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April 21, 2024

Too much pollution? Raise gas prices

By DAVIS EINOLF | April 4, 2013

One of the greatest contributing factors to pollution in America today is the persistent struggle of multiple parties to keep gas prices as low as possible. The United States and its citizens will not change until their hands are forced, until the struggle is to raise gas prices.

Lower gas prices lead to more driving and more inefficient automobiles. If gas is cheap, the average person can afford to drive a gas-guzzling car to work, to school or to the movie theater a block away. This average person has no need to find alternative, environmentally friendly means of transportation, so the market and government have no need to provide them with effective and affordable alternatives.

In a system such as this, automobile manufacturers produce primarily fuel-inefficient cars while hybrid and electric cars remain toys for the wealthy to ease their consciences and buses are seen as tools for students and the working class. This is the current American system; gas is cheap and change is expensive, so people buy cars and the ice caps keep melting.

It is time to consider an alternative path for our society to take as more people become aware of the environment’s gradual collapse. Hybrid and electric cars are expensive because there is little incentive to buy them beyond the plight of the polar bear. Many bus systems are stagnant or declining because our culture puts heavy stress on owning private cars. If gas prices for private drivers increase, however, it is very likely the U.S. will see drastic changes in its citizens’ habits. As the free market and public policy change along with the mindset of the public, the reforms will be political, social and economic.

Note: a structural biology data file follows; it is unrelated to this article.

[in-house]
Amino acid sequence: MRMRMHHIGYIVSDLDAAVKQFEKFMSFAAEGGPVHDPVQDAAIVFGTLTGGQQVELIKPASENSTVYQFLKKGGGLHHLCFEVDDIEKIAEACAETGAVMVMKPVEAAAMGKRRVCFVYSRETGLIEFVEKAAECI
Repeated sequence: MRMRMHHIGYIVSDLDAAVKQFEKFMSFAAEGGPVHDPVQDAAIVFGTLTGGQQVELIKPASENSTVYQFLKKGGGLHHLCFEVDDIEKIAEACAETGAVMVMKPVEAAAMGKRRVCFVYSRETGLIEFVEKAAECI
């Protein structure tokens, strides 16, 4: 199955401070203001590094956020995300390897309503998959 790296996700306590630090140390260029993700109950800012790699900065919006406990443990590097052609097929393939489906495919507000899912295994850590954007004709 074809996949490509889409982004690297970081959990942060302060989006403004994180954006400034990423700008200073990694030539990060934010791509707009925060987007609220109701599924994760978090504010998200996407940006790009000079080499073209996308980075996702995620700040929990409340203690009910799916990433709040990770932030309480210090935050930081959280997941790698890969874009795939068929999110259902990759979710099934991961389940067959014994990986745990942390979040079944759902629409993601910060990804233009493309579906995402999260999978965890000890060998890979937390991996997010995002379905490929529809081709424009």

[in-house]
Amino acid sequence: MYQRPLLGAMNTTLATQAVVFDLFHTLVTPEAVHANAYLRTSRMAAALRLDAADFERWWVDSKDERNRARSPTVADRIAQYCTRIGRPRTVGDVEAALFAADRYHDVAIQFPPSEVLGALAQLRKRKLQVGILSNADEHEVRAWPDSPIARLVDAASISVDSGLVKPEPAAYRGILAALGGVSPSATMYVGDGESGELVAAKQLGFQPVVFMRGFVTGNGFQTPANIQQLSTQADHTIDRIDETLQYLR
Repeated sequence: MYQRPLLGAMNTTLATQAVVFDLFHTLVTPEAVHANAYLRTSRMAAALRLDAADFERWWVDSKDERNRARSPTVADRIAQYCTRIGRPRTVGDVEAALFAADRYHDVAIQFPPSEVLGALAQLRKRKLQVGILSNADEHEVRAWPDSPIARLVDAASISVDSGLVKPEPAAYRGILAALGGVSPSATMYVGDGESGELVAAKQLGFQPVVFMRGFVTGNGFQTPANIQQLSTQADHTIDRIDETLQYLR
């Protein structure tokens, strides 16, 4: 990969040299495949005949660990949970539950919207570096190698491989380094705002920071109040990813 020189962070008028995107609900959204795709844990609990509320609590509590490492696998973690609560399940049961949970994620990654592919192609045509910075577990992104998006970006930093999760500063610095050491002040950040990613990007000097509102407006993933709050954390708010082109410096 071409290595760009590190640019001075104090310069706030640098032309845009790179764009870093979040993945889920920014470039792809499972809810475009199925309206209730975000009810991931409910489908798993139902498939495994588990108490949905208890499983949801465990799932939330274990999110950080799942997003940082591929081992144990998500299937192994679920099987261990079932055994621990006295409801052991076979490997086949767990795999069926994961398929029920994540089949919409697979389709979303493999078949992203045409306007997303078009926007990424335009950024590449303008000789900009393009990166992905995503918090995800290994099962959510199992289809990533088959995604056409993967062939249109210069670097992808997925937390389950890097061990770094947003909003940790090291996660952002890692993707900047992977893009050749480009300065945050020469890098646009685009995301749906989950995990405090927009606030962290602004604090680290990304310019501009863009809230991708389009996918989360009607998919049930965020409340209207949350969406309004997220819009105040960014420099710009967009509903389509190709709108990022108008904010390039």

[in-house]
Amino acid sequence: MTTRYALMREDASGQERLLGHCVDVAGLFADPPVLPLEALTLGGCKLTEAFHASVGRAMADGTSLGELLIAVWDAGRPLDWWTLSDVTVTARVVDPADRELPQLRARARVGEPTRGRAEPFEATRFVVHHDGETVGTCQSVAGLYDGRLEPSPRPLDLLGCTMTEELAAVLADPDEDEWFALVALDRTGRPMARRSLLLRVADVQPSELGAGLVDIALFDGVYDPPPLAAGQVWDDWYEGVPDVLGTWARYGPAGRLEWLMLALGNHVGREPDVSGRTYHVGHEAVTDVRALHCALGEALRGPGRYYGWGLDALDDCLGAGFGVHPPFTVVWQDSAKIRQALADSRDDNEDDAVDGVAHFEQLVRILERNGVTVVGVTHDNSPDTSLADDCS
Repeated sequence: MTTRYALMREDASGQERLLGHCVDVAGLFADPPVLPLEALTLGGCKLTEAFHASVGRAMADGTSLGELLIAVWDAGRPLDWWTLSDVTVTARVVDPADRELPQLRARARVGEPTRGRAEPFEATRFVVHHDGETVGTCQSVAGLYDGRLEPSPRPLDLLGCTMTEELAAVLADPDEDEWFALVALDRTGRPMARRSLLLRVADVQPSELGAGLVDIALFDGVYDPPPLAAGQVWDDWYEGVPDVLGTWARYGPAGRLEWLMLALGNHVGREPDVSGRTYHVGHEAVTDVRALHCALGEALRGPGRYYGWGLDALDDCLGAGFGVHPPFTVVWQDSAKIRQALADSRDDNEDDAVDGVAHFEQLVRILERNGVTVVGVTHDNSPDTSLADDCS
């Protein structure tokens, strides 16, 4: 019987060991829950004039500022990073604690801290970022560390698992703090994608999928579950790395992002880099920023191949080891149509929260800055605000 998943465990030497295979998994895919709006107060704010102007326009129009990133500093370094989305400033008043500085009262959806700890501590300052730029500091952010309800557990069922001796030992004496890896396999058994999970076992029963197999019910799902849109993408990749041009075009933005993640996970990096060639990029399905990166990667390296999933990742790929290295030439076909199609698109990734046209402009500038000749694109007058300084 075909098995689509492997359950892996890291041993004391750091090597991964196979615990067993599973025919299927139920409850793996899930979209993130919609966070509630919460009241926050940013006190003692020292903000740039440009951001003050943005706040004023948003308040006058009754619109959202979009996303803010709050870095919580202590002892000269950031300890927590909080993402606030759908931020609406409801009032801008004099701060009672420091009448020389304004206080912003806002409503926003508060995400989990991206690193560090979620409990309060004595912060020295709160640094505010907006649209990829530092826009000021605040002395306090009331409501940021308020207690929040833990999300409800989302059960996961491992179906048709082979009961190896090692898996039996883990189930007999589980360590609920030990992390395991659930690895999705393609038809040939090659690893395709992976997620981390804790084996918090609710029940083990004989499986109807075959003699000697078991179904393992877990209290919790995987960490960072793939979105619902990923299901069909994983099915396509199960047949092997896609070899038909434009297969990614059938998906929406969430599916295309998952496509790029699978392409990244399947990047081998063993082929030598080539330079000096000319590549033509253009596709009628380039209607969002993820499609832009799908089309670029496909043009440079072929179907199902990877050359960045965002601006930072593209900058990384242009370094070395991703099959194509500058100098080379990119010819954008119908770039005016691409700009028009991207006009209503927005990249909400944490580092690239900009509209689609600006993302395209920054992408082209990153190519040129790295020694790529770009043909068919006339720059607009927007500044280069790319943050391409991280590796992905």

To describe the results of higher gas prices, I will employ two very frightening words: taxes and subsidies. If a government — local, state, or federal — were to tax gas at the pump, drivers would immediately cut down on unnecessary trips, and those who could would begin traveling by bus. Over time, conventional car sales will drop and demand for hybrid and electric vehicles will spike. Manufacturers will devote more time to developing cheaper, sustainable vehicles to meet the new demand. Some bus routes will be overcrowded, but proceeds from gas taxes could be used to pay for the improvement of public transportation, which would not be subject to the gas tax in order to defray costs.

To ease the transition period, the government would subsidize hybrid and electric car manufacturing, thereby allaying the temporary dip in profits from car sales as well as encouraging consumers to buy new emission-free or low-emission vehicles. Above and beyond these positive effects, the exhaust polluting the atmosphere will drop precipitously.

The results of heightened gas prices are not only environmental. When there are fewer cars on the road, there will be fewer accidents, less need to find space to park – allowing for increased expansion – and less noise pollution.

Currently, the American system has relegated environmentalism to a buzzword, leaving it only for those who are willing to devote their entire lives to the cause or to those who have enough money to take it on as a hobby. Relying on the good conscience of a few to save the world from the apathy and ignorance of the many is no way to live. Until the conditions of the system change, the people will not change and the environment will continue to be paved under our indifference.

Davis Einolf is a freshman Writing Seminars Major from Portland, Ore.

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